Attending a synagogue

Is it OK for a devout Catholic to attend a Jewish synagogue regularly? A friend of mine says she believes in Jesus as the Messiah and goes to mass weekly. Still, she says that because Judaism is the root of the Christian faith, she wants to attend Jewish services too. Is this OK for her to do on a regular basis like she does?

No it isnt. The temple veil was torn in two when Our Lord died on the Cross. It symbolised the end of the Old Dispensation. In no Jewish service will she come across any encouragement to believe that Jesus Christ is the Messiah and God. Quite the opposite. The elements of our faith that have their root in Judaism are certainly to be cherished and we do cherish them - the 10 commandments etc. She can appreciate them within Catholicism. But Judaism has been superseded. The New Law did away with many of the prescriptions of the Old law - dietary law, freedom to divorce etc. I would say attending these services is a danger to her faith.

I don’t see why this is necessary. Her reason as to why also doesn’t make sense. I don’t think there is anything wrong with her attending Jewish services as an observer, though.

Perhaps she should become more familiar with Catholic views on the Jewish roots of Catholic practices and beliefs. A great, basic book on that would be “The Crucified Rabbi: Judaism and the Origins of Catholic Christianity” by Taylor Marshall.

She is saying that she wants to learn more about the Jewish roots of the Catholic faith.

Oh okay. Well, I don’t think she needs to attend a synagogue regularly to learn about that, though it certainly is interesting.

But if she’s interested in learning more about the Jewish roots of the Catholic faith, then I highly recommend the book I gave in my last post. I would also recommend:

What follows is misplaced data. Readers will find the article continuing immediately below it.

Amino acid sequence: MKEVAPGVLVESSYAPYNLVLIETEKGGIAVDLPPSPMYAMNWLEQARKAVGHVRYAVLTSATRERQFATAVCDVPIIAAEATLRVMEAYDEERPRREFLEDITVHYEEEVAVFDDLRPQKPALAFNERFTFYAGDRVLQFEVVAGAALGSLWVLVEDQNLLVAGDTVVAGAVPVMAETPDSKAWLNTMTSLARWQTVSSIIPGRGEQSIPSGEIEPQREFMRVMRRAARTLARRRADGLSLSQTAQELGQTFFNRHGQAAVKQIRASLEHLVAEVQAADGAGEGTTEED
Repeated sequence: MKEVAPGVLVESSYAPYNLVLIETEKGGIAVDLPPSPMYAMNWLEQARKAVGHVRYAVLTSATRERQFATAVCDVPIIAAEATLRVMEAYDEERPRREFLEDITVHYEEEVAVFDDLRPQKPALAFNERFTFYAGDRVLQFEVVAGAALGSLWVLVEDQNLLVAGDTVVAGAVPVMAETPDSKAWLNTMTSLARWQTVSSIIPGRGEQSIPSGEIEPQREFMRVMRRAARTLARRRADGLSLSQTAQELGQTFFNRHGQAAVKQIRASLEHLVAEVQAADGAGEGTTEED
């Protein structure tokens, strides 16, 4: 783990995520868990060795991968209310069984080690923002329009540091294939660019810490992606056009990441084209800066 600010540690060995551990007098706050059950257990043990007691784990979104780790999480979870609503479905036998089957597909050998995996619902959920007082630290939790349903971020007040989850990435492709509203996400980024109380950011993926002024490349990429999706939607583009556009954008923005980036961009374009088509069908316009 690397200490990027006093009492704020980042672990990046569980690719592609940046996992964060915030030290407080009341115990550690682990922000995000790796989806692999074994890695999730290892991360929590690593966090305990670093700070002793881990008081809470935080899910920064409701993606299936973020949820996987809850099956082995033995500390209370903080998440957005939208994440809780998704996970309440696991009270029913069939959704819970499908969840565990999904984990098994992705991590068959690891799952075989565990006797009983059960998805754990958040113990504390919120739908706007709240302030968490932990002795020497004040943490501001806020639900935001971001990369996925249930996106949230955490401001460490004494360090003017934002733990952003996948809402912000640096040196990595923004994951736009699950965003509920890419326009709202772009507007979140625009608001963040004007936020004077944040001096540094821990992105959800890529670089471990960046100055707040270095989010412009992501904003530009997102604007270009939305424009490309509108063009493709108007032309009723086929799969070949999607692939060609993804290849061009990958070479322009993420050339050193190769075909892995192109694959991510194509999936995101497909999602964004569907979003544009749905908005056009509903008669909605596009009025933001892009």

Jesus and the Jewish Roots of the Eucharist by Brant Pitre

Well, she needs to be aware that the Judaism of today is not like that of Christ’s time, both because of the destruction of the Temple and the later development of “modern” Judaism during the Enlightenment. It’s like attending a Restorationist church in an effort to learn what Christianity was like in Christ’s time. She’d be better served by reading books.

A number of our Catholic apologist have answered this sort of question but as a basis, a practicing Catholic should not be attending on a regular basis any other religious service of any kind. Usually this sort of question comes up with Protestant Churches but the principal would include other religions like Judaism, Islam, Hindu, Sikh, Bahai, Buddhism and all the rest. Your friend can read books, talk to Jewish friends etc to explore this issue. i would have her contact the association of Hebrew Catholics to discuss this further and they may some suggestions for her.

Wow…I never knew such an organization existed! I will definitely have to check this out.

I’ve been to a synagogue. It has a cantor and a rabbi, and is harmless.

I go often to synagogue personally. I feel really good after I chant in Hebrew.